Back on 21 January 2012 when I was wandering round Crail Harbour taking the photographs above, the glorious January day held no echoes for me of a calamitous event which had happened in this very spot some 247 years before. In the mouth of the harbour, a ship was lost on the same day in 1765.
Fast forward a year or more, and some families who are undertaking family tree research around the world have happened upon some information linking descendants of one William Runciman who perished on that day. The Runciman family got in touch with the VisitCrail blog to ask for assistance in tracing possible descendants of the 8 men who were lost when their ship sank.
Various members of the family have been working on their family tree for many years. Indeed, the person who wrote to the VisitCrail blog told us that she had started her family tree research before the days of the Internet, when her tools to contact family members were a Roneo machine and some telephone directories!
On receipt of her email, I was interested to see what we could do to help her and her family find out about possible local connections as she plans to come to Crail in May 2015. At that time, various descendants of the family are planning to commemorate the tragedy by meeting up in the village of Crail.
Here are some of the ideas we suggested:
- The Crail Museum – http://www.crailmuseum.org.uk contact: firstname.lastname@example.org (they’re open from Easter – October usually and staffed by volunteers).
- Crail History Society – we’ll try to find a contact
- Fife Family History Society – http://www.fifefhs.org/
- Crail Community Council – (find out more at: http://aboutcrail.co.uk/community.html) the local council meets monthly and are the keepers and distributors of the Crail Common Good Fund – they might consider an application for a plaque or memorial, and in any event would have to be consulted about anything to do with the harbour.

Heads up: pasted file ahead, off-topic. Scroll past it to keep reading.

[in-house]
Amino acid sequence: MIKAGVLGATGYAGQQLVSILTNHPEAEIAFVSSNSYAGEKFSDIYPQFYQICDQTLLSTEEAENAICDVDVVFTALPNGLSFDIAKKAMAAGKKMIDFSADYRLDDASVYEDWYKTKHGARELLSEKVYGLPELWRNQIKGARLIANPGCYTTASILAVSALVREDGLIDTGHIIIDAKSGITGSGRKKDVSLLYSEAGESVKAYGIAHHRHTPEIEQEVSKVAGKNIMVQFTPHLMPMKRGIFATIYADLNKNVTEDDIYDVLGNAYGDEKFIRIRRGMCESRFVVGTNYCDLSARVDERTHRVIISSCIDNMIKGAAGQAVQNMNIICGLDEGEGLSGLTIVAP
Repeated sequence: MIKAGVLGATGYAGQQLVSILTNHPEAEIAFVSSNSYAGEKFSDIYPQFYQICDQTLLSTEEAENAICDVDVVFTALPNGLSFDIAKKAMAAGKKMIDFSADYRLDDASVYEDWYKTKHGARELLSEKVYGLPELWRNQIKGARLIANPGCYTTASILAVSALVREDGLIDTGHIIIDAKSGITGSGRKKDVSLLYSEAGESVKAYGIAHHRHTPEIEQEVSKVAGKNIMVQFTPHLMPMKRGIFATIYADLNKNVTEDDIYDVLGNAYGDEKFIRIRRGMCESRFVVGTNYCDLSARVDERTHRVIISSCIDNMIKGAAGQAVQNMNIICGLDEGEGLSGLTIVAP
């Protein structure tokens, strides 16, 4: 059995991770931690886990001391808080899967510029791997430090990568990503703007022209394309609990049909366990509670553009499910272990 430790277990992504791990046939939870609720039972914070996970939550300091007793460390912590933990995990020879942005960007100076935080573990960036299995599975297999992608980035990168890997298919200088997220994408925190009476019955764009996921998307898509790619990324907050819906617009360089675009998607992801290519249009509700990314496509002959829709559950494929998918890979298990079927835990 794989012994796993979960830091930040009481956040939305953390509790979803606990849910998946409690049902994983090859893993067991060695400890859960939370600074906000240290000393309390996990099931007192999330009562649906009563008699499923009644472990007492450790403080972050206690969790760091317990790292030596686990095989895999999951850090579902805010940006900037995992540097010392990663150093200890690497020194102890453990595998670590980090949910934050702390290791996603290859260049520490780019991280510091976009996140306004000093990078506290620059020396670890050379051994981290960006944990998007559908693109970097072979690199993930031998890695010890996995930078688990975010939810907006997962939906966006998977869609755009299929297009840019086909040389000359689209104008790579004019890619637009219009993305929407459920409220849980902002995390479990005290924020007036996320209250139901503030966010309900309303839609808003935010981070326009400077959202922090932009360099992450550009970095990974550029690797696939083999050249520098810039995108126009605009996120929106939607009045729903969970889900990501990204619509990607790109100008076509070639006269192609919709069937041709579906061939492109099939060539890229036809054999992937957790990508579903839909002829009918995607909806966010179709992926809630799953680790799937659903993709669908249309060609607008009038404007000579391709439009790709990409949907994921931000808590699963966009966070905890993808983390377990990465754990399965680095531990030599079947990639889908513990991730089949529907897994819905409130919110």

- About Crail – the local community newspaper run by Peter Salkeld, (have now carried a story about this commemoration).
- Local Press – may be interested in your story and willing to publish a “Human interest” story searching for connections. (http://www.fifetoday.co.uk) – East Neuk Mail and St Andrews Citizen are the two most local papers.
- Crail Church – http://www.crailchurch.co.uk/ – that there was a project done by the local museum to document gravestones and information about the graveyard at the church. Wonder if there are any memorials to the families involved in the shipwreck in the churchyard? [Update: looking for Plot #32 on Crail Cemetery plan – grave of William Runciman]
- Fisheries Museum in Anstruther – well worth a visit when you’re visiting Fife in Scotland http://www.scotfishmuseum.org
- There is a Lifeboat Station at Anstruther – perhaps this might be something to include in the family tour as you reflect on what would happen if there were a ship in trouble today http://www.anstrutherlifeboat.org.uk/
- Karen Nichols of Scotia Heritage (http://www.scotiaheritage.co.uk/ancestral-tours/) provides a service where she will help with travel to places around Fife which would have been important to your family.
- There’s a book sold at the Crail Book Shop (http://crailbookshop.weebly.com/crail-guide.html) which I’ve checked for information about “your” shipwreck, but there is no mention, nor are the family names listed as being fisher folk names for Crail (there’s a reference to a book written by David Dobson (http://www.st-andrews.ac.uk/history/staff/daviddobson.html) called “The Mariners of St Andrews and the East Neuk of Fife 1600-1700” which lists names of families whose trade was fishing. The only name in common with this list is Tailor /Taylor.)
- The other useful contact which you might like to know in advance of your visit is that of the Special Collections Division at the University of St Andrews – http://standrewsrarebooks.wordpress.com/
- Crail Preservation Society – local interest and preservation of historical buildings. (http://crailpreservationsociety.co.uk/index.html) Found this in their records talking about an exhibition in 2010 in the local musuem.
“One, from the 1890s, is photographs taken by Erskine Beveridge. He took photographs all over Scotland and America but these are just of Crail where he spent a number of summers and stayed at Kirkmay House. Although his wealth came from linen mills in Dunfermline, he was a very talented amateur photographer. He was also the first person to use photography in recording graveyards and he did a very detailed survey of our graveyard and published the “Churchyard Memorials of Crail”. Members of CPS and the Museum repeated this survey a hundred years later and the results are in the Museum.”